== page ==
Mining Bitcoin takes more electricity than Ireland uses for a year

by Gabriel E. Hall - -

This week bitcoin increased the value and now it is worth $1,500 per coin, it has never been so high and passed $5,00 mark in European trade.

Bitcoin Electricity

However, it is important that Bitcoin trades use a lot of computing power and electricity. According to a report from Butch bank ING, a single transaction for a single bitcoin could power a house for a whole month.[1]

“By making sure that verifying transactions is a costly business, the integrity of the network can be preserved as long as benevolent nodes control a majority of computing power,” wrote ING senior economist Teunis Brosens.

Together, they will dominate the verification (mining) process. To make the verification (mining) costly, the verification algorithm requires a lot of processing power and thus electricity.

Bitcoin requires a huge amount of electricity for its transactions compared with other more traditional payments. For example, payments via visa use 0.01kWh per transaction, Ethereum requires 37kWh, while a single Bitcoin transaction requires even 200kWh.

Bronsens added that “Bitcoin's energy costs stand in stark contrast to payment systems that have the luxury of working with trusted counterparties.”

Moreover, creating a single Bitcoin requires more electricity than Ireland uses in a whole year. In order to create new Bitcoins, machines need to solve cryptographic problems and as the number of existing Bitcoins increases, these problems became harder to solve and also requires more computing power and energy. According to Economic Forum, mining Bitcoin uses more power than most African countries.[2]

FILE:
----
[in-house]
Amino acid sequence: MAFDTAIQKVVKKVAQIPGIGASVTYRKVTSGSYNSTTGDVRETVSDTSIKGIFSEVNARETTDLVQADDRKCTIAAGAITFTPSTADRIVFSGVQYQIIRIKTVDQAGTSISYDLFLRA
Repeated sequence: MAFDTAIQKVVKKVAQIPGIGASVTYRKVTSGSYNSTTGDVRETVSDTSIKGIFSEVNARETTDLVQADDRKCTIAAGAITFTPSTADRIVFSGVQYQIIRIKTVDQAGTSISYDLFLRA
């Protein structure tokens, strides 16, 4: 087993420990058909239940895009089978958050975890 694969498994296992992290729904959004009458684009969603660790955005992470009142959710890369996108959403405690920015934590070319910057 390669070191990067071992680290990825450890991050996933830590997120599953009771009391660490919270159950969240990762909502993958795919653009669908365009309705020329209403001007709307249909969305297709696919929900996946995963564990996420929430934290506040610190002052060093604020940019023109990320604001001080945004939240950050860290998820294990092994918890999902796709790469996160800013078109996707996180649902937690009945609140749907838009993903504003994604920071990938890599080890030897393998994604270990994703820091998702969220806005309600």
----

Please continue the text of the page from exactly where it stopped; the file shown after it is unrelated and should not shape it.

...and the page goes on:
What is more, this week Bitcoin increased its worth by almost $1,500 for a single coin. According to The Wall Street Journal,[3] Goldman Sachs was willing to establish a cryptocurrency trading operation.

According to Neil Wilson, a senior analyst at ETX Capital: “The prospect of Goldman Sachs trading Bitcoin is also driving buying as this might give it a toehold on Wall Street that could bring it into the mainstream and attract fresh inflows of capital.”

In addition, James P. Gorman, a Chairman and Chief Executive Officer of Morgan Stanley noted that the cryptocurrency was “certainly more than just a fad”.

What is more, this week researchers at Bernstein Gautam Chhugani and Gaurav Jangale indicated that bitcoin was still just a “Censorship-resistant asset class.”

“Fiat money is still the final form of settlement — governments still collect taxes in fiat money and salaries are still paid in fiat money,” they noted in the statement.[4]


About the author

Gabriel E. Hall
Gabriel E. Hall - Antivirus software specialist

Gabriel E. Hall is an antivirus software specialist at

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